The only difference is that some Americo-Liberians want to achieve by subterfuge what they cannot bring about legally. What I see as a concern by some is this phrase in the preamble of 1986 constitution:

We the people of Republic of Liberia: Realizing from many experiences during the course of our national existence which culminated in the Revolution of April 12, 1980, when our Constitution of July 26, 1847, was suspended....

That phrase gives credit and legitimacy to the actions taken by Samuel Doe and others which resulted in the destruction of the lives Liberian citizens. Six years after that flash point in our national history, we were writing a new constitution and you would think someone would invest a bit more time and creative energy in groping for some expression that would leave a note of regret for future generations that at this point in our history, a brother killed a brother.

It hurts; but we must face it together.

President William Tolbert, who worked hardest to allow the dynamics of democracy in Liberia, today lies in a watery grave, while external flame burns on the grave of President William Tubman during whose reign Liberia saw the explosion of mineral exploitation, but did nothing to extend infrastructural development to the heartland of Liberia. The longest paved road out the capital during his administration terminated conveniently on his farm.

Back to the Constitution. I had many concerns about the 1986 constitution. I even wrote a letter to the editor of the Daily Observer newspaper talking about the constitution's "uninspiring and graceless prose": but my friend here Mr. Kenneth Best consigned that letter to the trash can. Many editors do that you know. And I know editors, believe me. I am one.

So you see, I'm not so innocent when it comes to the Liberian constitution. I wrote my first newspaper article before I graduated from high school. It was titled "Bypassing the Constitution." When the final draft of the 1986 constitution was released in 1983, I was in prison in Belleh Yallah, on suspicion of writing an article in the L.A. Times, critical of the Doe administration, for not believing in witchcraft, for not volunteering to write newspaper articles glorifying the Samuel Doe administration, etc. We the educated prisioners had a contraband copy of that draft. The copy we got had a defect. It had pages 19 through 22 missing, which were compensated for by an oversupply of pages 17-18 and 23-24. It was a binding mistake.

Because Belleh Yallah is almost completely encircled by mountains, night halls a good half hour early there. As prisoners we worked all day and were locked in just as the sun was fading away. But on a cloudless day, a sun ray through a hole in the roof of our cell admitted enough light for me to read at least one article of the constitution before the light beam reached the dark portion of the wall and ceased to give out light even before vanishing at least for a day. Alfred Kulah, Anthony Tapeh, Henry Fumba, Charles Russell, John Marwolo, Frank Chonoweth, David Howard, and I discussed the constitution in the dark cell. Now I do so in the open.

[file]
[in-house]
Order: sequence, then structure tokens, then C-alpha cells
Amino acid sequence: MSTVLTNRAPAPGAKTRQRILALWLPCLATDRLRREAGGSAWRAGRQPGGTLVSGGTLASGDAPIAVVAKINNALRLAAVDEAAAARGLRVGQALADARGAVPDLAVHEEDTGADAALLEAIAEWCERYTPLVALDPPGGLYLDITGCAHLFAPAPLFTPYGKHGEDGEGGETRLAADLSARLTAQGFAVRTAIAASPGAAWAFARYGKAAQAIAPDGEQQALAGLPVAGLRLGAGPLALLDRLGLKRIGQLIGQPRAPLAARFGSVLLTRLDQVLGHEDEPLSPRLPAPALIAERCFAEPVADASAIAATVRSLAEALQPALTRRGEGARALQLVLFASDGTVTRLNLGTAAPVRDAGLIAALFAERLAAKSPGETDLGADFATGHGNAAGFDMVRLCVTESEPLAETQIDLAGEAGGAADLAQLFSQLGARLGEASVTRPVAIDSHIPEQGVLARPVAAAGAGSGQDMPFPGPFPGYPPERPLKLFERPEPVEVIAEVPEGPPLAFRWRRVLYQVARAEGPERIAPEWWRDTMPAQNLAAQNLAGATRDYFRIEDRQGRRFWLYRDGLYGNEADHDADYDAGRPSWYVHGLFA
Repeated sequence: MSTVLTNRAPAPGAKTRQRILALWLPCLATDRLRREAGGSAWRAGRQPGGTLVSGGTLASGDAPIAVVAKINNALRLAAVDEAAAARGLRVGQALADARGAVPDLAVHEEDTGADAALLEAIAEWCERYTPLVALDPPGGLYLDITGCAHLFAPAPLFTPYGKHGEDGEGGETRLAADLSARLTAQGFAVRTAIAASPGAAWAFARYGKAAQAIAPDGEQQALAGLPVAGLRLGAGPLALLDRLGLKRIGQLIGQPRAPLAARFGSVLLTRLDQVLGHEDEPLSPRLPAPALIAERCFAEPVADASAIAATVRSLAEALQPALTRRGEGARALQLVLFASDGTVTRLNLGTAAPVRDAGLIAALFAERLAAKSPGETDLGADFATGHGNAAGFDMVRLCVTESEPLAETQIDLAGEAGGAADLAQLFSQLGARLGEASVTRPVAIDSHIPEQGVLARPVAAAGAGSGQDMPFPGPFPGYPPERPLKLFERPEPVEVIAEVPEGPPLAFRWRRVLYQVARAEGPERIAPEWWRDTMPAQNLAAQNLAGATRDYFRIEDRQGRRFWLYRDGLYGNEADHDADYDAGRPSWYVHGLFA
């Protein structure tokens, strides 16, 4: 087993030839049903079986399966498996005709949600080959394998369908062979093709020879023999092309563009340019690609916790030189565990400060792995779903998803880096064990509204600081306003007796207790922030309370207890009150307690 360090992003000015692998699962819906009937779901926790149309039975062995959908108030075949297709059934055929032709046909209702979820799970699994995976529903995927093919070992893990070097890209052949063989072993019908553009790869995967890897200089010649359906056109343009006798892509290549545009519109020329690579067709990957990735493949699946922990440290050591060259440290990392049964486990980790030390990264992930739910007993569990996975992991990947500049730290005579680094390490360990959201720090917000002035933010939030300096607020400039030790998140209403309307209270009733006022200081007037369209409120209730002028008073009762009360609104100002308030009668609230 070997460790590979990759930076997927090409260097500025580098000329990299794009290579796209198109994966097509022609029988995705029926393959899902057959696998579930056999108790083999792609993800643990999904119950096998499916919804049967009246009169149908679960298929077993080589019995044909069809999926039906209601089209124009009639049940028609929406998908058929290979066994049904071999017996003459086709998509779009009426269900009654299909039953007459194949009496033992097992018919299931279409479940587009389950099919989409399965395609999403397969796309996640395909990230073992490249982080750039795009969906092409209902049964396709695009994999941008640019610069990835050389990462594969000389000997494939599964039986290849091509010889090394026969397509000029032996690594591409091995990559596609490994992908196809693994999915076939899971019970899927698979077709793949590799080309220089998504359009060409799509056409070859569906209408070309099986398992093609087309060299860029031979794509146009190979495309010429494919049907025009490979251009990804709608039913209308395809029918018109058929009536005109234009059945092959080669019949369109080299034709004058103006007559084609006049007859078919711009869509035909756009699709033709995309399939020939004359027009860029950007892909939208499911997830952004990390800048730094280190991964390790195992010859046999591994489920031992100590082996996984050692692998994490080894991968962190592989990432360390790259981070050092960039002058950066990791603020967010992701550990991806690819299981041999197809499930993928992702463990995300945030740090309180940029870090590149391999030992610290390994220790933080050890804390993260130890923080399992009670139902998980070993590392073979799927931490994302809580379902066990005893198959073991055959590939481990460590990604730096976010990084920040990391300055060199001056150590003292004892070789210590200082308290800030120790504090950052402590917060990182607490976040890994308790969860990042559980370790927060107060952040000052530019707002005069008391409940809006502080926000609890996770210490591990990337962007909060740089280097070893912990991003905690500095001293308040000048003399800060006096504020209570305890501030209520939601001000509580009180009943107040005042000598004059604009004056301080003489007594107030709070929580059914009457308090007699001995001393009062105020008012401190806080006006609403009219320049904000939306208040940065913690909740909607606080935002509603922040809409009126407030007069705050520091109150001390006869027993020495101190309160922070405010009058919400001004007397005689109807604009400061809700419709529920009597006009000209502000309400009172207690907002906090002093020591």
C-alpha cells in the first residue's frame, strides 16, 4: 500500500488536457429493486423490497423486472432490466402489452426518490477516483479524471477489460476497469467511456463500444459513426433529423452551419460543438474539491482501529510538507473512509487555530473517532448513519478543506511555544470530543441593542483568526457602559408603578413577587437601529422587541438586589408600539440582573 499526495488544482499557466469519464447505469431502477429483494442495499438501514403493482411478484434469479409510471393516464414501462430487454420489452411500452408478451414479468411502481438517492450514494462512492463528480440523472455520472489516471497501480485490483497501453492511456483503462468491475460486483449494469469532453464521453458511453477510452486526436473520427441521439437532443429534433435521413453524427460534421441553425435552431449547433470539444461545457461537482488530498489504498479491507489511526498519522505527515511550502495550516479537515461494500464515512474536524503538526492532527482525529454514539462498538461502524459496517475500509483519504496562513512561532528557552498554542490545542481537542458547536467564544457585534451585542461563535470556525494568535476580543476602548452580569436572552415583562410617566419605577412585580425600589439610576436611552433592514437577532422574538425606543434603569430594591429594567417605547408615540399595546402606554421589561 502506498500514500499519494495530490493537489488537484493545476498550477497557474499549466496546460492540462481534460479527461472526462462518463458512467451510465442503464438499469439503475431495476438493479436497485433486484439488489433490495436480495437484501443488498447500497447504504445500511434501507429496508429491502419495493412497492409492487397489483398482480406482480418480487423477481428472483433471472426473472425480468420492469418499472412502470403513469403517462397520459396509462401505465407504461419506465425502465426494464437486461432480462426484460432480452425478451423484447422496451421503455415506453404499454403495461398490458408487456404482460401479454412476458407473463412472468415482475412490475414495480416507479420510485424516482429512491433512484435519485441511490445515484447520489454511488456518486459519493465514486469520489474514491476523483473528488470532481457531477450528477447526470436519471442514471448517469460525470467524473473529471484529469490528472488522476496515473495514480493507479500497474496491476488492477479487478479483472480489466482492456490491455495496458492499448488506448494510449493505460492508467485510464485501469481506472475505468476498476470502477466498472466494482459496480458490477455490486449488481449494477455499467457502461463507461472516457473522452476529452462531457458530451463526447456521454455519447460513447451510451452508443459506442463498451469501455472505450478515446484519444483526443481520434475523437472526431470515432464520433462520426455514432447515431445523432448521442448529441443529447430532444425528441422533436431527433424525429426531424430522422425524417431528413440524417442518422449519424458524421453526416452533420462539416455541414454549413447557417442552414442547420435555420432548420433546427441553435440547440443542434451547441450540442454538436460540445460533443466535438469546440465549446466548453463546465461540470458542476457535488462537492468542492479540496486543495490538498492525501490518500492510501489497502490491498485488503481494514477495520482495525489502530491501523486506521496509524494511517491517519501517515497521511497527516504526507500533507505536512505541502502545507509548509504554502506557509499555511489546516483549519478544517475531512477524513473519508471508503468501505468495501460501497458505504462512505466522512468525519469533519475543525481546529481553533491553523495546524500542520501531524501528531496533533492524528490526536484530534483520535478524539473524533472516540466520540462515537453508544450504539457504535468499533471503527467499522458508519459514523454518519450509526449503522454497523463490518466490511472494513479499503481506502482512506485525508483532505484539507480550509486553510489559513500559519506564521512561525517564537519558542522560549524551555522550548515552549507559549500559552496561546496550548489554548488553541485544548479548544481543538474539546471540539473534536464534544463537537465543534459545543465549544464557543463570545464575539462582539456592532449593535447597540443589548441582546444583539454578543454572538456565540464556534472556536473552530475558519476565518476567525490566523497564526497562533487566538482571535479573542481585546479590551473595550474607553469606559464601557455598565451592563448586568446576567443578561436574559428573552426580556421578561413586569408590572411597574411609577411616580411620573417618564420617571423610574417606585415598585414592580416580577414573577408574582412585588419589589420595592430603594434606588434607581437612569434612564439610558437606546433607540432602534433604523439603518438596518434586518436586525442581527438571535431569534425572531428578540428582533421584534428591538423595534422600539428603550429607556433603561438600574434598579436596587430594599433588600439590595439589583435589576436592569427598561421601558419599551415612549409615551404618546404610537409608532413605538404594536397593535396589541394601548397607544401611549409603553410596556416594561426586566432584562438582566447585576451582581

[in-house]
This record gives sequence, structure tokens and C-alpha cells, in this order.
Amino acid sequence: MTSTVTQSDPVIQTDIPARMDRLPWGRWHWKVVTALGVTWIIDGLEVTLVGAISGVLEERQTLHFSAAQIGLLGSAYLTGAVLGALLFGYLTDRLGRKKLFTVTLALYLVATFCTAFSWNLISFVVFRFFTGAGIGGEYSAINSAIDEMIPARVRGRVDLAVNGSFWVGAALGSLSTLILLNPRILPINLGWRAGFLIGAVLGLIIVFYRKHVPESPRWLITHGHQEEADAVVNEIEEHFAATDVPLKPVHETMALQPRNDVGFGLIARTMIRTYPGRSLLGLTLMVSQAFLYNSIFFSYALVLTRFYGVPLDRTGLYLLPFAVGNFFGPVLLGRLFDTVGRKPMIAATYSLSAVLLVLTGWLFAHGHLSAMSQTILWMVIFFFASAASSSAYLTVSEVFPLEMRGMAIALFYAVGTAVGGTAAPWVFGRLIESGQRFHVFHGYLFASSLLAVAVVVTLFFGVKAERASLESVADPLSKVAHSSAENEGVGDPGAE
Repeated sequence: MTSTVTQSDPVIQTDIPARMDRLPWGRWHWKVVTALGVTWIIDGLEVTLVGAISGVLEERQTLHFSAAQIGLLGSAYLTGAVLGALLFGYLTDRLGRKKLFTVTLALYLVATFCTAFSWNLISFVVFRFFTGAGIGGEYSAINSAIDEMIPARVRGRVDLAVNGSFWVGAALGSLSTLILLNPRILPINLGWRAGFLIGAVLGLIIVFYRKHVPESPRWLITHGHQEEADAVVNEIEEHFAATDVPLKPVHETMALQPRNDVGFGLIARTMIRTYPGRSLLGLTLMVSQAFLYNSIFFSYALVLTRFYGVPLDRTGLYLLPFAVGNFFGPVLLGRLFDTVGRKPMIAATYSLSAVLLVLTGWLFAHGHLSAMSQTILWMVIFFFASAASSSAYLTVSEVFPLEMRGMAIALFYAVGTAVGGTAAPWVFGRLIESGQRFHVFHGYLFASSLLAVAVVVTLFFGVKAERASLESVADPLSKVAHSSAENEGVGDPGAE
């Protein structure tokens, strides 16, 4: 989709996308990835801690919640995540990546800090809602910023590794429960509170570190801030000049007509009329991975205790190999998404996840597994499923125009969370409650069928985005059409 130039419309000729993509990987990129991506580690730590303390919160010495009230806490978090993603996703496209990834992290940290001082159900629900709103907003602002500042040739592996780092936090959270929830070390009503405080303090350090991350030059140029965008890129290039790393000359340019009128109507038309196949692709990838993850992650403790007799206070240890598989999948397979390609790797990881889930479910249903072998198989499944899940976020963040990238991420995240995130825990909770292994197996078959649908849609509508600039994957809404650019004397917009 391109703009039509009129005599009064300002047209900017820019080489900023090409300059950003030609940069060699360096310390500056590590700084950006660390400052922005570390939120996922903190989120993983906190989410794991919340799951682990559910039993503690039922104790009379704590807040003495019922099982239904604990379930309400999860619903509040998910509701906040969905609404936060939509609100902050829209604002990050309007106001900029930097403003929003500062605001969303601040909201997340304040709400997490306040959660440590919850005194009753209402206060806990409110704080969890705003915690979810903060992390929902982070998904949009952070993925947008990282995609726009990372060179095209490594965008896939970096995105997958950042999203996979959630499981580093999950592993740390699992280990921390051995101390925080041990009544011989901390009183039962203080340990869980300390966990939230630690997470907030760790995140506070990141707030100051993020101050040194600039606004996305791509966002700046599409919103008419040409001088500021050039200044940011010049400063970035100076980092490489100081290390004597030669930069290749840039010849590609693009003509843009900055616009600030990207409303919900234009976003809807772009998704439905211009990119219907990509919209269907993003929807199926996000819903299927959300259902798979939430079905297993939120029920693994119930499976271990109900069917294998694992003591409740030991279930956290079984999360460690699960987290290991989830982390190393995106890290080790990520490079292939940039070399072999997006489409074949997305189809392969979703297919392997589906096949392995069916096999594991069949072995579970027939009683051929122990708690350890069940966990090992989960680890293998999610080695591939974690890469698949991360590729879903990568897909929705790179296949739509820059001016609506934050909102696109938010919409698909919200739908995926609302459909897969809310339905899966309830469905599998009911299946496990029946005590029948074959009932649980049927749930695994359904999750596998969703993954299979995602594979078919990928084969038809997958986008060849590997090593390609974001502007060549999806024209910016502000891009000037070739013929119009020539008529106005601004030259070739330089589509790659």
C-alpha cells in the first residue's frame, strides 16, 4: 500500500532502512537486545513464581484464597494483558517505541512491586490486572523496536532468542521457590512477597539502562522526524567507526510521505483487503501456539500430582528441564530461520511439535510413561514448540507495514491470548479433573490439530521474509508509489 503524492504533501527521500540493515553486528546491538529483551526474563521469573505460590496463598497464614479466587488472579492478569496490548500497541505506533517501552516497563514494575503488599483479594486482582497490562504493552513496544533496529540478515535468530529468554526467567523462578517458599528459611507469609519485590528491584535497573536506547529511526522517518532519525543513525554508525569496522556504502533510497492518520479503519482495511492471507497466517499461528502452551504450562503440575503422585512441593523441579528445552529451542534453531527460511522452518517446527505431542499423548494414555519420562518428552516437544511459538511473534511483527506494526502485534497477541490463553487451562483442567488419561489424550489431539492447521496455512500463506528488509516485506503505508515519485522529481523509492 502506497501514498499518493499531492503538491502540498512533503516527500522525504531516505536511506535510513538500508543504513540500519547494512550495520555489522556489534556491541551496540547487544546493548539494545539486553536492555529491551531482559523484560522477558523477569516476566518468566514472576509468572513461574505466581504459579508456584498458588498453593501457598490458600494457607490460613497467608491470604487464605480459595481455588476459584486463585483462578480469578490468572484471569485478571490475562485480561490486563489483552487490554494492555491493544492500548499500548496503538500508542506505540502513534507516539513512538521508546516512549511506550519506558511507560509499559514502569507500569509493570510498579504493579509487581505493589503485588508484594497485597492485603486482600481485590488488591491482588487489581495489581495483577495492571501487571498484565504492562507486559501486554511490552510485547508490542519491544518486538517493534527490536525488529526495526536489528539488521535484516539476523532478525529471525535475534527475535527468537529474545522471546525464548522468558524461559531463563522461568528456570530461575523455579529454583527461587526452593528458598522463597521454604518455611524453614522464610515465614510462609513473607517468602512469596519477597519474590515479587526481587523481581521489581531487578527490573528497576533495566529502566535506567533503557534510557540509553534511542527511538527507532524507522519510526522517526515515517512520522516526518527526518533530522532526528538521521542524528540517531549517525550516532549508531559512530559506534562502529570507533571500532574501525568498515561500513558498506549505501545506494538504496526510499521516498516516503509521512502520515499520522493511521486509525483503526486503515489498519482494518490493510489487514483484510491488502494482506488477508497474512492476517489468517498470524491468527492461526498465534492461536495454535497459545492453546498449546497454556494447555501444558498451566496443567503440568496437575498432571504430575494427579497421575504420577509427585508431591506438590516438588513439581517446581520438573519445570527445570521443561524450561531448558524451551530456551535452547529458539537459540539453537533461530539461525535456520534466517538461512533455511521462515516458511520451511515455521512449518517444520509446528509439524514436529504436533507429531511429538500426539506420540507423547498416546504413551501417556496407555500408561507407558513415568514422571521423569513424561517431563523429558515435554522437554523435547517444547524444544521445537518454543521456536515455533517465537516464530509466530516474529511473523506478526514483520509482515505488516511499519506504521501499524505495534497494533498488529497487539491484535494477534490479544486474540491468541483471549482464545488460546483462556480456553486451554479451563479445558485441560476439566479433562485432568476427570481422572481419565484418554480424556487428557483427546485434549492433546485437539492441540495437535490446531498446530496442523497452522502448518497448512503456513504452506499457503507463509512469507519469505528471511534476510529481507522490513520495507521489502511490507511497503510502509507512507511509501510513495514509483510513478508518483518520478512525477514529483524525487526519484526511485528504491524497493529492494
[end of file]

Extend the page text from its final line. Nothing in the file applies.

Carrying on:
Any protest about the constitution must be stated openly. Even So, no group of citizens, however well educated, have the right to change the constitution or hinder the application of its provisions. A war is no excuse. In fact, the more uncertain we are about the course our social and political endeavor as a nation, the more we should adhere to the constitution. We have but one constitution. We can amend it, have another constitutional convention to replace it; but we cannot return to an old version of the constitution because some people don't like some of its provisions or the administration during which the constitution was written.

With all this talk about whether or not this constitution is good enouth for some Liberian people, you would think it was forced upon the Liberian people or that we have done nothing with it since accepting it as the instrument of political transition. The constitution was not decreed by a conquering army. We had a constitution convention that included all the geographic and political aspects of Liberia. The convention impaneled a National Constitution Commission that was headed, not by tribal figureheads but, by some of the best educated Liberians anywhere. We had our first ever multiparty elections that involved every reqion of Liberia under the 1986 constitution.

Well, I know that there are people who are still hooked on "free and fair" elections as the only yardstick for measuring democracy's painful evolution. You must have an election before you can determine whether one is or isn't free and fair. That is the exercise that successive Liberian administrations avoided from 1847 until we agitated for the constitution, which was delivered barely six years after the coup of 1980.

Now, if we want to make it (as they say in the U. S. Constitution) "more perfect" we have to work at it together. You can't throw out a constitution because you don't like the person who headed the administration during which it was written. Those who seek to decertify any national symbol in order to discredit certain tribes or individuals in Liberia will be exposed and discredited themselves. I have paraded around Monrovia in the hot sun on Matilda Newport Day ceremony as a public school student And Matilda Newport didn't even exist.

The 1986 constitution came about through the efforts of dedicated Liberian. Their work was sanctified by a nationwide referendum which was translated into every speech form in Liberia and voted on in every region of Liberia. I did not hear or read this effort. I was there. I was not in Monrovia. I was in Pallipo, my birthplace. Even my mother voted on the referendum.

Of course the effect of the delay in bringing democracy to the people of the so-call hinterland was evident. My mother, on her hunt for palm wine for me, ran into the band referendum administrators. She gleefully told me on her return to our farm that she had been asked "Which would you rather: The rule of worriors which perpetuates conflict, or the rule of the prist of peace for co-existance and understant?" I was puzzled. Then I remembered hearing on the radio that the referendum was working its way through the interior.

So I told my mother that what they told her was not quite right. I explained the meaning of a referendum as best as I could. When I finished, my mother sighed sadly and thanked me for getting it all messed up in her head. "It sounded so nice the way it was explained to me," she said.

You know, if we took this issue of the constitution to our hungry and embattled people for their opinion, they would vote for anything that we said would bring immediate peace to alleviate their hunger. Not because they are stupid, but because they are vulnerable and we will have victimized the once more by forcing them to take sides in an issue that would not have been raised by people of goodwill.

Thank you.

Copyright © 1996 The Perspective